In the tree layer, Quercus alba was both the most frequent species occurring in 69% of the plots and the most abundant (mean basal area 4·8 m2 ha−1, density 65 individuals ha−1). In addition to Q. alba, four other trees occurred in > 40% of the plots with a basal area > 1·0 m2 ha−1 (Carya glabra, Quercus rubra, Quercus velutina and Sassafras albidum). Cornus florida was widespread (63% occurrence) but not abundant (0·6 m2 ha−1), although its density was high (110 individuals ha−1). Pinus echinata and Magnolia acuminata were restricted to OZ, and Quercus prinus was present only on the dry upper slopes of both the divisions.

In the woody understorey, C. florida and S. albidum were the most widespread (42% and 38% of plots, respectively) and the most abundant species (678 and 419 individuals ha−1, respectively). Other widespread species in the woody understorey included Fagus grandifolia, Ostrya virginiana and Acer saccharum, occurring in 25%, 23% and 21% of the plots, with a density of 309, 247 and 181 individuals ha−1, respectively.

species accumulation curves

The species accumulation curves for both the tree and the woody understorey strata were starting to flatten towards a potential asymptote at our level of sampling intensity of 378 plots (Fig. 4). First-order jack-knife estimates of total species richness were 74 and 94 taxa in the tree and woody understorey strata, respectively. The observed richness of 66 and 76 tree and woody understorey taxa thus represented 89% and 81%, respectively, of the estimated total species richness.

Figure 4.

Species accumulation curves for (a) trees and (b) woody understorey sampled in the Shawnee National Forest. *First-order jack-knife estimate of total richness.


We have identified the focal scales at which vegetation diversity occurs in SNF. This is important because it is argued that different processes determine diversity at different scales (Crawley & Harral 2001; Collins, Glenn & Briggs 2002). Our study is the first to partition diversity between different forest strata at a range of spatial scales (from 0·04-ha plots to a 294 000-ha landscape). The only comparable studies have been on the partitioning of insect diversity across two ecoregions in the mid-western USA (Gering, Crist & Veech 2003) and studies of agricultural fields in Switzerland (Wagner, Wildi & Ewald 2000) and Germany (Roschewitz et al. 2005). Gering, Crist & Veech's (2003) study indicated that the largest scale was most relevant for conservation and restoration of beetles. Wagner, Wildi & Ewald's (2000) study indicated that between-patch diversity contributed the most to overall plant diversity in an agricultural landscape, whereas Roschewitz et al. (2005) showed that arable weed diversity was maintained by high within- and between-field heterogeneity (β diversity). The results of our study are comparable to Wagner, Wildi & Ewald's (2000) in that we also found intermediate scales to have significantly higher than expected species richness and contain the largest proportion of diversity. Maximum richness was primarily between plots (β1) for both tree and woody understorey strata, followed secondarily by the between-RNA scale (β2; Tables 1 and 2). Bedrock defines the two divisions in SNF, which differ in species composition (Parker & Ruffner 2004), whereas the RNA were established to preserve both representative and, in some cases, unique features of the landscape. For example, LaRue Pine Hills RNA in OZ contains the only native stands of Pinus echinata in the region (Parker & Ruffner 2004).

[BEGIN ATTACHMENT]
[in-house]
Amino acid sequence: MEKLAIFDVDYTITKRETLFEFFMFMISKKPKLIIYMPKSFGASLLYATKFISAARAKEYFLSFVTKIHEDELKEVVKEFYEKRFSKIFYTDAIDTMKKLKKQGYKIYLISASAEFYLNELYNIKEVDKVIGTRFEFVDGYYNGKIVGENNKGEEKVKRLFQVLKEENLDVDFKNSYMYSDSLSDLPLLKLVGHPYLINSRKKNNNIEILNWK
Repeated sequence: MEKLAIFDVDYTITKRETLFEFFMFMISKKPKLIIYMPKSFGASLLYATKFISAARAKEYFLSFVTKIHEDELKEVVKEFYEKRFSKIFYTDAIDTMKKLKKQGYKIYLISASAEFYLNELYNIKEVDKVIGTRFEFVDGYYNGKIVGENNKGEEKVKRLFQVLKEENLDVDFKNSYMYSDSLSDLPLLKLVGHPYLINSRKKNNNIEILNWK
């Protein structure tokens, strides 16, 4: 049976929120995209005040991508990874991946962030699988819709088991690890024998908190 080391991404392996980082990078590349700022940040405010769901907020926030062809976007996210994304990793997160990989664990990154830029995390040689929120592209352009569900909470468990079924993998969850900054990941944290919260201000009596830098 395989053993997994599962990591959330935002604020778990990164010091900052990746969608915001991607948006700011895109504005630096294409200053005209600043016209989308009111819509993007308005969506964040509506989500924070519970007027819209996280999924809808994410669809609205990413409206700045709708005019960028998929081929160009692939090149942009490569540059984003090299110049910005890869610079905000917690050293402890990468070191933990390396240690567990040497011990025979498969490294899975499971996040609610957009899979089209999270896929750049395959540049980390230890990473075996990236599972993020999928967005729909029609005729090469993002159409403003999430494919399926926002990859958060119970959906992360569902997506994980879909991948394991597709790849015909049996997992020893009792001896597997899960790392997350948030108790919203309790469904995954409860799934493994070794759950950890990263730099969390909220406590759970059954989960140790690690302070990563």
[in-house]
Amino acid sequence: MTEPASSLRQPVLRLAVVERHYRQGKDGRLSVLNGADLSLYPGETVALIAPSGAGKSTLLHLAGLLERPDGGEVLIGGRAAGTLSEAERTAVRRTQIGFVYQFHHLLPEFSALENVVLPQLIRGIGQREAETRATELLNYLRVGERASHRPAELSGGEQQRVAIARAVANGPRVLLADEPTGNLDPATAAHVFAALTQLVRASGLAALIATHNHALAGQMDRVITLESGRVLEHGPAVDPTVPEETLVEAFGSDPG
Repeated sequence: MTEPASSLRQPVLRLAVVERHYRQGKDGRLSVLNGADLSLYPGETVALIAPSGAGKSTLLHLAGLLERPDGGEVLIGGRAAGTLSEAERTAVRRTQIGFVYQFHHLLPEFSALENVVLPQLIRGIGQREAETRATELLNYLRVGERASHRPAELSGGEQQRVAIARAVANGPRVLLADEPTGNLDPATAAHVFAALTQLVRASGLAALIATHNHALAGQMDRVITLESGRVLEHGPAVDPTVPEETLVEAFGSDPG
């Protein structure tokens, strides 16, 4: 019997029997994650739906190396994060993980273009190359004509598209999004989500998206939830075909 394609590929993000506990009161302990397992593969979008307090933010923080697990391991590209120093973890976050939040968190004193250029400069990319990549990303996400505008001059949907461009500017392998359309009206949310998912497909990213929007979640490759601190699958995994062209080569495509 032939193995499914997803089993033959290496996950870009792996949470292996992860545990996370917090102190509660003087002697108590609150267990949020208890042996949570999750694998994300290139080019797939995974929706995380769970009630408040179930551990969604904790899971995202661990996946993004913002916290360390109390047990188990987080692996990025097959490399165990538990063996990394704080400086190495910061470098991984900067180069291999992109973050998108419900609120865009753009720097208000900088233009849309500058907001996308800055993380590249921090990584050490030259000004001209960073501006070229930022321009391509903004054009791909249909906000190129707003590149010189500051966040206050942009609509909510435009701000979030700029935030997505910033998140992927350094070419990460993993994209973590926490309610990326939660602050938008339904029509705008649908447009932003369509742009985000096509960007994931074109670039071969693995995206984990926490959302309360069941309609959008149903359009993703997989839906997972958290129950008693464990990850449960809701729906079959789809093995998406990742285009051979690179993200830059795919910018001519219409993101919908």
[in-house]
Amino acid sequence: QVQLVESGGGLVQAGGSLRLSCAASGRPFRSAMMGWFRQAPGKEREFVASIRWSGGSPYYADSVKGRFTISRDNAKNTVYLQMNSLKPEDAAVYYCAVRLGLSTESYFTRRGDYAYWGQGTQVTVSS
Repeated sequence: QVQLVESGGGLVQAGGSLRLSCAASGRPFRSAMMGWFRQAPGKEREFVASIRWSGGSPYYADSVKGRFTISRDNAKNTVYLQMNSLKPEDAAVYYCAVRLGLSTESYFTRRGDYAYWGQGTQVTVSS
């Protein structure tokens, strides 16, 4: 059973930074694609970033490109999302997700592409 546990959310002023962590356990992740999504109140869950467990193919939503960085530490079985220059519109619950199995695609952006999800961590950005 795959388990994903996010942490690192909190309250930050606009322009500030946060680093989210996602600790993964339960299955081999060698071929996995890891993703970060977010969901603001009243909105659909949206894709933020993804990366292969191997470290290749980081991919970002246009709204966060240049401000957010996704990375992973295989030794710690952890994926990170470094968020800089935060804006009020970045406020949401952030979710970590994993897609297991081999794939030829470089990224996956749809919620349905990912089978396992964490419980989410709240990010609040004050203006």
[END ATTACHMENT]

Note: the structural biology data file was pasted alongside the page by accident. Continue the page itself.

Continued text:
Simpson's and Shannon's indices when expressed as a percentage were always highest at the plot scale, indicating maximum richness and evenness of species at this scale. Shannon's index was proportionally lower than Simpson's index at the plot scale, indicating that the most common species were not evenly distributed at this scale (Magurran 1988; Gering, Crist & Veech 2003). Simpson's index is the probability of drawing at random from a sample two individuals belonging to the same species (Gering, Crist & Veech 2003; Magurran 1988); as such it is more sensitive than Shannon's index to changes in the abundance of common species. In contrast, Shannon's index is sensitive to rare species (Peet 1974; Magurran 1988). Expressed as N1 (i.e. exp H′) and N2 (i.e. 1/λ), Shannon's and Simpson's indices reflect the number of relatively abundant and very abundant species, respectively (Hill 1973). Both these indices were higher at the α scale than the β scales because of local dominance and evenness of several species, including oaks and maples, giving them high information content at the plot scale. Crist et al. (2003) note that contrasting partitions of species richness and Shannon's index values reflect patterns of species dominance or rarity. Our observations are consistent with those of scale-related diversity relationships of forest Lepidoptera made by Summerville et al. (2003), suggesting that local factors determine species abundance at the within-plot scale whereas patterns of richness are determined at larger scales.